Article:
ROME (Reuters) - The Italian government approved a law on Wednesday that will almost halve the number of provinces as part of a drive to cut the heavy cost of regional administrations.
The decree, which will cut the number of provinces to 51 from 86 at present, is part of a broader effort to attack the bloated cost of Italy’s local and regional governments, a notorious source of waste and inefficiency.
Prime Minister Mario Monti has been conducting a wide ranging review of public spending to try to eliminate waste and help control Italy’s mammoth public debt which amounts to some 126 percent of gross domestic product.
The government gave no estimate of the savings it expected from the reform but said it would have a clearer idea once a wider reorganization of local and regional administrations was complete.
Approved at a cabinet meeting on Wednesday, the decree includes large cities such as Milan, which will incorporate the province of Monza, but does not include semi-autonomous regions such as Sicily.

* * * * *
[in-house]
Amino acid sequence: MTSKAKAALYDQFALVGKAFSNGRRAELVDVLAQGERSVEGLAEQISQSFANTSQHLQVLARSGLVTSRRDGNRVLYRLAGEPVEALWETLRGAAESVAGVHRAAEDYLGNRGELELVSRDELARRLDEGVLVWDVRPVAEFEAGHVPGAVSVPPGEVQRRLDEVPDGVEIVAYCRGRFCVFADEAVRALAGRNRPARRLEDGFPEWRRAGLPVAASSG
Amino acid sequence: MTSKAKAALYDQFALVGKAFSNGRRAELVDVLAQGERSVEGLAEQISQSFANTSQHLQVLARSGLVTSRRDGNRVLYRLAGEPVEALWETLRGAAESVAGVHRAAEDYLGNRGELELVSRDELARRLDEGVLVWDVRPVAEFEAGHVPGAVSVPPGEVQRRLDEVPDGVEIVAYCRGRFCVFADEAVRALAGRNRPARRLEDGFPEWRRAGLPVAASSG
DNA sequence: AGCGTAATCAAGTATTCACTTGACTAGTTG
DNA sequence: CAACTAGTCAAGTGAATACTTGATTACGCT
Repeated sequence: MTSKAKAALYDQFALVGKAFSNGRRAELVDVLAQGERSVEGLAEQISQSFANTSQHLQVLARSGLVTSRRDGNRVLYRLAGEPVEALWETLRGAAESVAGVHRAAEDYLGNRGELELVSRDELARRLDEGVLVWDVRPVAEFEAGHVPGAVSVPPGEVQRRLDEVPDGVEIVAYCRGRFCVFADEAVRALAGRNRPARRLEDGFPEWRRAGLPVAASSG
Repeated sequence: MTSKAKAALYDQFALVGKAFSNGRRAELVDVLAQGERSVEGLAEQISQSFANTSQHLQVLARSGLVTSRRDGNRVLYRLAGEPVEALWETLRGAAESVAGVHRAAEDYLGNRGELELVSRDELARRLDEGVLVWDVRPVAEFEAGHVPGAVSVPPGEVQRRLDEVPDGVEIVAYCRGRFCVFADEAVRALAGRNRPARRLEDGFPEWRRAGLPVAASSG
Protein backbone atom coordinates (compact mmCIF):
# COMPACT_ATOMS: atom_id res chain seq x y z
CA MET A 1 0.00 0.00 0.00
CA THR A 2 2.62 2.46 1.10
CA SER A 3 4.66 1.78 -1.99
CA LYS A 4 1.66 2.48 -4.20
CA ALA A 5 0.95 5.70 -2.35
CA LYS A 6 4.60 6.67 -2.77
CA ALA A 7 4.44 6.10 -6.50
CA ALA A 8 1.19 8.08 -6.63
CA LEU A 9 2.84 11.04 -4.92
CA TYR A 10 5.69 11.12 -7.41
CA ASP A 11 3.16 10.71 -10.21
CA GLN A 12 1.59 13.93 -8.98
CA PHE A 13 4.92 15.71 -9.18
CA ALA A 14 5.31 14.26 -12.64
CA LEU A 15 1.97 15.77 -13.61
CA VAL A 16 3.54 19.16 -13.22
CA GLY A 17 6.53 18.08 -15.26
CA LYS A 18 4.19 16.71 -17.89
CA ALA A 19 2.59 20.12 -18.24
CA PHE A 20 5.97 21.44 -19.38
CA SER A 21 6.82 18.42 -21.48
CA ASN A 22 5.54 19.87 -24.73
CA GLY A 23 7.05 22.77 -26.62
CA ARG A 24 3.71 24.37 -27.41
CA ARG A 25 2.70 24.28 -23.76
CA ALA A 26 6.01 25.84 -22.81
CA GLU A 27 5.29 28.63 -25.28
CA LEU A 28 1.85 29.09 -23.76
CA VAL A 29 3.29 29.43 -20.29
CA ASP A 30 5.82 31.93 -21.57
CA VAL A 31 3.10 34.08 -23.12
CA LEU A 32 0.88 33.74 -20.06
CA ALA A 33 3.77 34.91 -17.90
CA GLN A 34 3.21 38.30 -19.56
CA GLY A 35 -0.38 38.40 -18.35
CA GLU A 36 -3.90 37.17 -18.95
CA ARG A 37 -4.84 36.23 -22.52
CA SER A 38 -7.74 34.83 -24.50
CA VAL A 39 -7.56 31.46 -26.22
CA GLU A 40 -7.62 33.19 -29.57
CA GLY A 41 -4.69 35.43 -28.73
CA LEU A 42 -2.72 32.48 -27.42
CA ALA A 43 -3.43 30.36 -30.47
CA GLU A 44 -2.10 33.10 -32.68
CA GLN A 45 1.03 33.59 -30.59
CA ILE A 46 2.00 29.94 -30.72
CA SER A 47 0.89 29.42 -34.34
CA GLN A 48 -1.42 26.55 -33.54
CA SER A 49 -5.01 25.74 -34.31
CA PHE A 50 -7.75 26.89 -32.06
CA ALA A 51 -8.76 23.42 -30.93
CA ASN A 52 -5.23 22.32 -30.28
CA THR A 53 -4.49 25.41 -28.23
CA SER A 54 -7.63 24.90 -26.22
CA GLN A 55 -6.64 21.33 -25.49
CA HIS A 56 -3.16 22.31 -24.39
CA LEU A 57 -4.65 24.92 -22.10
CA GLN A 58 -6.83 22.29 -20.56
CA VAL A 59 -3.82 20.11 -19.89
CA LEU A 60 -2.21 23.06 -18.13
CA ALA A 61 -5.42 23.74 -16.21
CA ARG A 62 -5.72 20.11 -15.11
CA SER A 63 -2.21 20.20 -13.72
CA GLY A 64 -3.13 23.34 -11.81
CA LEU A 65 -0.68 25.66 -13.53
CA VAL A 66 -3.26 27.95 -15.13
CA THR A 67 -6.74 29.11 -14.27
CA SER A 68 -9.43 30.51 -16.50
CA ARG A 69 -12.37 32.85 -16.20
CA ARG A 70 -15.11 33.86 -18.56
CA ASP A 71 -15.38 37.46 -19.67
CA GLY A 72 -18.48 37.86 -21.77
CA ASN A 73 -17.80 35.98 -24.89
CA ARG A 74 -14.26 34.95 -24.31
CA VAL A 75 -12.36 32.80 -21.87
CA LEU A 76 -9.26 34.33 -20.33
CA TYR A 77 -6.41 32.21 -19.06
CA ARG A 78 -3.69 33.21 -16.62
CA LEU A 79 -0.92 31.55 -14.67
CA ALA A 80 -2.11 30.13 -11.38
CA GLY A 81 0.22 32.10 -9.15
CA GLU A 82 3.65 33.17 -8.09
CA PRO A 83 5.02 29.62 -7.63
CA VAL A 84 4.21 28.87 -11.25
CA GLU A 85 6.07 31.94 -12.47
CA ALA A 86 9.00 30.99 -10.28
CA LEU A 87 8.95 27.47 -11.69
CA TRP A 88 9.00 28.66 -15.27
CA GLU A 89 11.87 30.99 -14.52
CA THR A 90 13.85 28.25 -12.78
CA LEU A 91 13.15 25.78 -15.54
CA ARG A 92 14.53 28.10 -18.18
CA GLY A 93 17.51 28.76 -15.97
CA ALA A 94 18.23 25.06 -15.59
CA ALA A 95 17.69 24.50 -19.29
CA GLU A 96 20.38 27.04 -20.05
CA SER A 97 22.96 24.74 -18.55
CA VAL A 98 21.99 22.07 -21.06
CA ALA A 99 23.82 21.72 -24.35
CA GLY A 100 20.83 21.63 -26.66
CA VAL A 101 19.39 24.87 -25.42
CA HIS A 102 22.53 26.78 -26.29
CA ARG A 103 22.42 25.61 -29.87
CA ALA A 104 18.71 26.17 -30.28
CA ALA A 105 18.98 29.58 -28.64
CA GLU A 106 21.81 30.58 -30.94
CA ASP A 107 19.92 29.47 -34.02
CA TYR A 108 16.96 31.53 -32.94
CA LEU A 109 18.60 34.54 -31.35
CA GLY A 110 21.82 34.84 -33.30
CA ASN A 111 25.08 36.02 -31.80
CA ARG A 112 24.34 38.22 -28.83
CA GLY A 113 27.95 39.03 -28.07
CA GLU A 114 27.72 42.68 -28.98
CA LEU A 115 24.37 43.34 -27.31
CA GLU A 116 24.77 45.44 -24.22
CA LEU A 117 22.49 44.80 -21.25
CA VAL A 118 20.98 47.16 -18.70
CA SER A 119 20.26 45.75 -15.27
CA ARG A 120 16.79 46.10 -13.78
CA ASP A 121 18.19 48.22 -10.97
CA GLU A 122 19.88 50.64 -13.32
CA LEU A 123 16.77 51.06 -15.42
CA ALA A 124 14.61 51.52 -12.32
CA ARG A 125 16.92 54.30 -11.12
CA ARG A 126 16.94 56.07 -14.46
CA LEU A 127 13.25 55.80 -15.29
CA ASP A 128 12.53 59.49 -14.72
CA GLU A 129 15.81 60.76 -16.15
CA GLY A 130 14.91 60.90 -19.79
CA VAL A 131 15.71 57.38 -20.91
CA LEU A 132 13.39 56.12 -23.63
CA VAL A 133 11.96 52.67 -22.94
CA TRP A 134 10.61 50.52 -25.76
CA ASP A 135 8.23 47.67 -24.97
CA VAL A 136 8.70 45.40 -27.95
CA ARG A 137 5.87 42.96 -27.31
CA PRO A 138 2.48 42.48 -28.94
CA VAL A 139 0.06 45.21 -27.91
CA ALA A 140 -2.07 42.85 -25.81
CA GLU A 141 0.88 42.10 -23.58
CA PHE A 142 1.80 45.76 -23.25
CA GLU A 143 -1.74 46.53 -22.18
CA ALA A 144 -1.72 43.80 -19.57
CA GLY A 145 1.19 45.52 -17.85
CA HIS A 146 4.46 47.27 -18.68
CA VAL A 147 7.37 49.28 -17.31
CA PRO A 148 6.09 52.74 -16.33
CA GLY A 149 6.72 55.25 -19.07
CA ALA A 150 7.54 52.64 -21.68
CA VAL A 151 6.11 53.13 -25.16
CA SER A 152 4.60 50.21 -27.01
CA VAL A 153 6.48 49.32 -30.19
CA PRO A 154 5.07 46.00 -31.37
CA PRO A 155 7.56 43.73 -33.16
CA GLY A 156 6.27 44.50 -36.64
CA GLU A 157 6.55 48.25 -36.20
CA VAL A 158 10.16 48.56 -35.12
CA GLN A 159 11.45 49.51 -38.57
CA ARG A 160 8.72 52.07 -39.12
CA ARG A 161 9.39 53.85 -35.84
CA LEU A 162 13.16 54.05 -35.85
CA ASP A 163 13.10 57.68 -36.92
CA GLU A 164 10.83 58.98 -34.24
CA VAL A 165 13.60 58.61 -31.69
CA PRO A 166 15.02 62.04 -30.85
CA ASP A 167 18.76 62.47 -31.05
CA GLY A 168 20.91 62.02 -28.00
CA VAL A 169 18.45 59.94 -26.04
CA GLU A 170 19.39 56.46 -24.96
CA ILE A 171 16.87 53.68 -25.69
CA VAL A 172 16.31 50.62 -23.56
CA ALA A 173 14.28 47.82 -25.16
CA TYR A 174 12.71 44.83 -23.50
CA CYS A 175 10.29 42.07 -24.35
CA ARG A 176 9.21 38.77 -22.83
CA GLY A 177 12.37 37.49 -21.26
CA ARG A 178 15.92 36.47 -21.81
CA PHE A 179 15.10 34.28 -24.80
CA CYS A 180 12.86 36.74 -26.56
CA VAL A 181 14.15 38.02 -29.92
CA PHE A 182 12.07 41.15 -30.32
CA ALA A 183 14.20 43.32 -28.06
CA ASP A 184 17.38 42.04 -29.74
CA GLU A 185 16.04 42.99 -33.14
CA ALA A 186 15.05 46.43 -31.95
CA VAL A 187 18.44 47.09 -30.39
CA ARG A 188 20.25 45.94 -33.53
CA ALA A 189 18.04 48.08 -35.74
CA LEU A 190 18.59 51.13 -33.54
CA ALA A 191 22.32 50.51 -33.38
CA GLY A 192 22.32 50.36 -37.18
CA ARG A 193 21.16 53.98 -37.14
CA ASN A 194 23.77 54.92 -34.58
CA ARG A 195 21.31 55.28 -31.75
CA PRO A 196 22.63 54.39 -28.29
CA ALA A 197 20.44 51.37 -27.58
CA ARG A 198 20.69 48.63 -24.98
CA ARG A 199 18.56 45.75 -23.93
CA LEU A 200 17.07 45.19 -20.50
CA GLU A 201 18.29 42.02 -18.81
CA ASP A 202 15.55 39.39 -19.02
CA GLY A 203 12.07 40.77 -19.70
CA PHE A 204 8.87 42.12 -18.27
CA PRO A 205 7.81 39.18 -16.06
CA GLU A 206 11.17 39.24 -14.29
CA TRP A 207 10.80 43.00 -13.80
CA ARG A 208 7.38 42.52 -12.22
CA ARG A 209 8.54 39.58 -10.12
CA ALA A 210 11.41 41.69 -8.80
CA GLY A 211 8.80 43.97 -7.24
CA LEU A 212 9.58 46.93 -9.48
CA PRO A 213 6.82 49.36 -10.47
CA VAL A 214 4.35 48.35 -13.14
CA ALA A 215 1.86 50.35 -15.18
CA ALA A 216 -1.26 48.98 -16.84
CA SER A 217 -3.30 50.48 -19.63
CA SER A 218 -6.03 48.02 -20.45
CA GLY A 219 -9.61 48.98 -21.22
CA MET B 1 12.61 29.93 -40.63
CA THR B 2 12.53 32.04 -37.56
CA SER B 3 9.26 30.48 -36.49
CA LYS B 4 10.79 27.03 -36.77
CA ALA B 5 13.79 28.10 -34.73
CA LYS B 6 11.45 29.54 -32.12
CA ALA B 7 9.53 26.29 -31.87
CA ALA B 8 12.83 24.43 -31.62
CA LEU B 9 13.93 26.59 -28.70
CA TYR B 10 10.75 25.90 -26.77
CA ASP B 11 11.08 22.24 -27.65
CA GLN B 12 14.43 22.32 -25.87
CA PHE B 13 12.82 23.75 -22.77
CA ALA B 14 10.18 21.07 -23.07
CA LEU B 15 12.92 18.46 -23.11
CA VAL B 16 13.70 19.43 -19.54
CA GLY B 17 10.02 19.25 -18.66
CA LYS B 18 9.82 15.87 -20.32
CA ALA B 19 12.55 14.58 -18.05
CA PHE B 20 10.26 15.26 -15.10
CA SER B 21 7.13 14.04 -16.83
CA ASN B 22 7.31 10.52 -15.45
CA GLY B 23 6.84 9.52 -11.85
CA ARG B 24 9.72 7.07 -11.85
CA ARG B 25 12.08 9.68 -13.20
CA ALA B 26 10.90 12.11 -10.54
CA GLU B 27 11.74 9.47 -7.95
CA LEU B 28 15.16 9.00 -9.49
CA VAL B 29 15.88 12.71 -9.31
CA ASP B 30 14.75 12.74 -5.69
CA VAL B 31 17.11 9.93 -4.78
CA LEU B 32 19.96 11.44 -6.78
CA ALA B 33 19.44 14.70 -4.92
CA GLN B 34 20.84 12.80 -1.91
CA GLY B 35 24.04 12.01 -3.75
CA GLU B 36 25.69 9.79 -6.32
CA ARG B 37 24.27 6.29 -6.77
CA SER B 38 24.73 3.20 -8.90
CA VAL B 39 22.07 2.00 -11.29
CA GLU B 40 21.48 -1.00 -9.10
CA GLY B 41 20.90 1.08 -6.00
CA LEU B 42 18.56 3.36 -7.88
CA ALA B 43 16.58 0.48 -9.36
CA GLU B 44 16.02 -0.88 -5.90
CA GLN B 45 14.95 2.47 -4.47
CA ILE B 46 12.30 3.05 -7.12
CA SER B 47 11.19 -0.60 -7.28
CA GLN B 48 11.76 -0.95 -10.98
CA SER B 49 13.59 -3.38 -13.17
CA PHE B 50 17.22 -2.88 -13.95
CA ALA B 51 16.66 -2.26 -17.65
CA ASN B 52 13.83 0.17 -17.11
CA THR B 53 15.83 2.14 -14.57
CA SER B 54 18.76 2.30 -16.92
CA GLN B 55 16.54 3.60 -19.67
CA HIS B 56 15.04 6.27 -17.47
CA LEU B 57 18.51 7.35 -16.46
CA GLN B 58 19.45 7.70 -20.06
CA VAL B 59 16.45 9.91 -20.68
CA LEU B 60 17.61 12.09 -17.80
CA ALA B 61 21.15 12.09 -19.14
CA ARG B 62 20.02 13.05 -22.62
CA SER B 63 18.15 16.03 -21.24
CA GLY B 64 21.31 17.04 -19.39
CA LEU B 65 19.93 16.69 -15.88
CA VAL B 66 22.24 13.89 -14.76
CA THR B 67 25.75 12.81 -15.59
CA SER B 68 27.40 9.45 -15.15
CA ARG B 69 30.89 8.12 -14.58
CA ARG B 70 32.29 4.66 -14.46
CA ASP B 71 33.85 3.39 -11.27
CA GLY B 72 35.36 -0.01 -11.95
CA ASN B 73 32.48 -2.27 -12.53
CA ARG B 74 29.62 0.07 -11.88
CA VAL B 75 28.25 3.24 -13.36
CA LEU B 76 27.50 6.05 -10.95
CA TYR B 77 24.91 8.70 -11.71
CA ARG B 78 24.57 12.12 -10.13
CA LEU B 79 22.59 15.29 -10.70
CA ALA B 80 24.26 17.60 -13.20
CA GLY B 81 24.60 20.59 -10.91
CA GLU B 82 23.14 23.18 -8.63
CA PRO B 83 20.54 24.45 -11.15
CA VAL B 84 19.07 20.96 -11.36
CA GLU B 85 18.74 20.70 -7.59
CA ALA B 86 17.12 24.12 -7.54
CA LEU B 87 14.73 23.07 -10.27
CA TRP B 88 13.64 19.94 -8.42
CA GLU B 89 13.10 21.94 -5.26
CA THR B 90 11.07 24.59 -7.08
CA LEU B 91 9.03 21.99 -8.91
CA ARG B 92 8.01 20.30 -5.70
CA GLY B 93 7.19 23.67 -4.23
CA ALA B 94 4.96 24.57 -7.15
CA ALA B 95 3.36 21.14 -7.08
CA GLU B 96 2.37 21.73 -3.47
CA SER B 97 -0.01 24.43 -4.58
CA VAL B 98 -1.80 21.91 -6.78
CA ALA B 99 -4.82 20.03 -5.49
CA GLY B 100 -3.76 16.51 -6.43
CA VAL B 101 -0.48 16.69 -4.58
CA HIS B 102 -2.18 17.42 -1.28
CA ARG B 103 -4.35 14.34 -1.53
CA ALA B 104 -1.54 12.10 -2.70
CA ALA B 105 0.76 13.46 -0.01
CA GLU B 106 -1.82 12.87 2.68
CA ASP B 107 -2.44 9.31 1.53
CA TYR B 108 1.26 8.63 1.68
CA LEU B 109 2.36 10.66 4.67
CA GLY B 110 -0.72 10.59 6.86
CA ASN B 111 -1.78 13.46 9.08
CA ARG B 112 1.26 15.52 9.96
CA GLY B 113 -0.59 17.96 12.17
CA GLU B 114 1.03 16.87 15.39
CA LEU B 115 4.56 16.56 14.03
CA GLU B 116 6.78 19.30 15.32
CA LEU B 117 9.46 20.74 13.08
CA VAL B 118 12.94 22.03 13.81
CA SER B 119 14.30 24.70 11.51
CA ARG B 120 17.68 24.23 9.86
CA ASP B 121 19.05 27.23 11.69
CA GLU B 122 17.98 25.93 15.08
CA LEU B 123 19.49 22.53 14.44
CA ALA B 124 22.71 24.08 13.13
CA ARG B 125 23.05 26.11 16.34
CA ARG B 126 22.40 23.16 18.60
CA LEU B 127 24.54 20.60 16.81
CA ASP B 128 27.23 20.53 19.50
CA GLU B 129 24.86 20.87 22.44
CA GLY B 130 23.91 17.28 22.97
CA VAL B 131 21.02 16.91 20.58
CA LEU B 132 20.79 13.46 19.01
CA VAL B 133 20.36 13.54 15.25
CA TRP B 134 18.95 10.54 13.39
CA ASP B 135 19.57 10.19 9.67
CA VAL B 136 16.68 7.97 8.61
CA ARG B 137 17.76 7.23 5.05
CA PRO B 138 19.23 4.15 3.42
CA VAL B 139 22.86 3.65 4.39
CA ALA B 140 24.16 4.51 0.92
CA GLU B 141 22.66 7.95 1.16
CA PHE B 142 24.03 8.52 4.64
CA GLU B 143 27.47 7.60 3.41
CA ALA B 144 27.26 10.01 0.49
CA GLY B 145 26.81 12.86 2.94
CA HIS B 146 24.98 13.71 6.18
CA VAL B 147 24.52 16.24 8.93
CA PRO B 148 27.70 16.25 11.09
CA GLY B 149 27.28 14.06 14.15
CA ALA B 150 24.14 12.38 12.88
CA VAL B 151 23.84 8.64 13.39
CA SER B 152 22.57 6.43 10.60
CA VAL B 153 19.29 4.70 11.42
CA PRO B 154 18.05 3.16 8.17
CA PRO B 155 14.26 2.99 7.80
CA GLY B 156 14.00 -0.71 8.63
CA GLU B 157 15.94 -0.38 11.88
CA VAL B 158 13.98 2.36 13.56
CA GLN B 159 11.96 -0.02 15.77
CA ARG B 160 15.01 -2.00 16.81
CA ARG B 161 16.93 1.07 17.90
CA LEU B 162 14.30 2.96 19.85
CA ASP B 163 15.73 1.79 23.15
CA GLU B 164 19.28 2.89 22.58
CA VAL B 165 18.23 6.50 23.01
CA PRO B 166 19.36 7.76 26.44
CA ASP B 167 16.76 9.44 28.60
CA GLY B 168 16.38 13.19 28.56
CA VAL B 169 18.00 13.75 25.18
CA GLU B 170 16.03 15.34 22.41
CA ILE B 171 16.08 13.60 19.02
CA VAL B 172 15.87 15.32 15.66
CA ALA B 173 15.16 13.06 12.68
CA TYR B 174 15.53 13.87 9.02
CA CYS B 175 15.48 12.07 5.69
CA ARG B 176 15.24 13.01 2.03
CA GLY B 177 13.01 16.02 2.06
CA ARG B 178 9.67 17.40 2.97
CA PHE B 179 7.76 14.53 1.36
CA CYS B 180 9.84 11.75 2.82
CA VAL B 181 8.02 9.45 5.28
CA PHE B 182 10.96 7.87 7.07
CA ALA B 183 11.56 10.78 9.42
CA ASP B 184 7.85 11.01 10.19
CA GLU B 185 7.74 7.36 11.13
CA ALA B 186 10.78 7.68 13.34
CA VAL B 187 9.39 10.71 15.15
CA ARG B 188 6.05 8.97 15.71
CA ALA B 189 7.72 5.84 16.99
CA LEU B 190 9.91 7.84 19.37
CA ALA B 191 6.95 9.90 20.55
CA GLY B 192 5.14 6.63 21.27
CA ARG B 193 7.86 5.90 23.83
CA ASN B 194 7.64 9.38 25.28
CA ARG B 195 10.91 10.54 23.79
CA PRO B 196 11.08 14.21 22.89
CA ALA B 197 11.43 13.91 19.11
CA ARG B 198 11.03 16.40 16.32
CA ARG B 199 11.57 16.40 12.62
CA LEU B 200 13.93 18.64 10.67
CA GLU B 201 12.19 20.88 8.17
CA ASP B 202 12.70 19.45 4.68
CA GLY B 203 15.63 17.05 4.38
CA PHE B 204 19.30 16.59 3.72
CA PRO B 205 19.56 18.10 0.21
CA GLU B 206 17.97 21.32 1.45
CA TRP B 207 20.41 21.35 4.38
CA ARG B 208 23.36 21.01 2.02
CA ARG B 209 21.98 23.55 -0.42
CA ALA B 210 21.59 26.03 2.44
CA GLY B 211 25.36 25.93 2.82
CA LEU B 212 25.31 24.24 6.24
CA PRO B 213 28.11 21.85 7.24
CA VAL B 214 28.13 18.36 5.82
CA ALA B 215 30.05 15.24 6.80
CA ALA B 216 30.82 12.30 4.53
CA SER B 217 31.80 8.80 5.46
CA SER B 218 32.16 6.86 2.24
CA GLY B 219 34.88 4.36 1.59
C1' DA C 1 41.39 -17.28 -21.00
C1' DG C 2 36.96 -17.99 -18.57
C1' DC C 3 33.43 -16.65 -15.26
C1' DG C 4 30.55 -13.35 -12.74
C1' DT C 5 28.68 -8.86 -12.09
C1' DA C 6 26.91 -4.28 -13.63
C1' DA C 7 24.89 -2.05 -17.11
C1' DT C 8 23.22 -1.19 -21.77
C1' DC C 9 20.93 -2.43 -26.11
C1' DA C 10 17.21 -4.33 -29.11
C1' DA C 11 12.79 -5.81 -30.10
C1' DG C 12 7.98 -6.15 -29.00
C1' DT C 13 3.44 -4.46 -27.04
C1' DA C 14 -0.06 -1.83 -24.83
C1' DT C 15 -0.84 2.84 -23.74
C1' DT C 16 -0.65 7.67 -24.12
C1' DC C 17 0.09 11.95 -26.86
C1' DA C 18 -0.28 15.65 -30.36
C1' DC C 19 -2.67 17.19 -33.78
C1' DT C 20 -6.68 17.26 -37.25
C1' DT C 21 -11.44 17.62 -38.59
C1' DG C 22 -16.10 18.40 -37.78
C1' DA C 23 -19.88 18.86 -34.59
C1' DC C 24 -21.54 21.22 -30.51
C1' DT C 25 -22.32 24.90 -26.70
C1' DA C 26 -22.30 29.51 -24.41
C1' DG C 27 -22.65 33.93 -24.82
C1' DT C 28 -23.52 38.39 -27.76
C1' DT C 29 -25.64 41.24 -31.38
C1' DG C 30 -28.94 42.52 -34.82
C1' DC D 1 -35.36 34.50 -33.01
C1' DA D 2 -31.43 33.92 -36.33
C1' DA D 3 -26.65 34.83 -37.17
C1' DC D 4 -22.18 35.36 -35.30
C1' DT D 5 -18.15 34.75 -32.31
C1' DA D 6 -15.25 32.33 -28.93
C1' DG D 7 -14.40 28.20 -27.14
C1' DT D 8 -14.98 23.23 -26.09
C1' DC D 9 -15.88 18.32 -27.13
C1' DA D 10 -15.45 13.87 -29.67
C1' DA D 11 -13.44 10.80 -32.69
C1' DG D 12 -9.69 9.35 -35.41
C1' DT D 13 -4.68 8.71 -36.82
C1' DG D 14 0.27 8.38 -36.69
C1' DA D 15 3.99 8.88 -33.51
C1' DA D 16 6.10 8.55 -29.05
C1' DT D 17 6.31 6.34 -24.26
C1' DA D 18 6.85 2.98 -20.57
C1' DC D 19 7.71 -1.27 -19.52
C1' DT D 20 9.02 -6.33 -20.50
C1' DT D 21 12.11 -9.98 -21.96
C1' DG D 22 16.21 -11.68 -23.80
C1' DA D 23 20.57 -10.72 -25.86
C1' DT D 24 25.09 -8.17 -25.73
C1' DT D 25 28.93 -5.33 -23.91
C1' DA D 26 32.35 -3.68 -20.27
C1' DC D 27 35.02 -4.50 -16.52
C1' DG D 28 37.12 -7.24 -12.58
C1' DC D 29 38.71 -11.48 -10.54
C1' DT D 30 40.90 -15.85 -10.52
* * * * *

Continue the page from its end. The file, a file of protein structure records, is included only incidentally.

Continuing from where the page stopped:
The provinces, which are responsible for functions including motor vehicle registries and some schools are part of a complex, overlapping web of local administrations that includes municipal, provincial and regional governments.
Under the decree, the provincial governments will be abolished from 2013. It also include measures to prevent local officials from holding several offices at once.
The cabinet also approved a separate package of measures intended to cut 40 million euros a year from the cost of regional governments, by reducing waste and inefficiency.
Reporting By James Mackenzie; Editing by Robin Pomeroy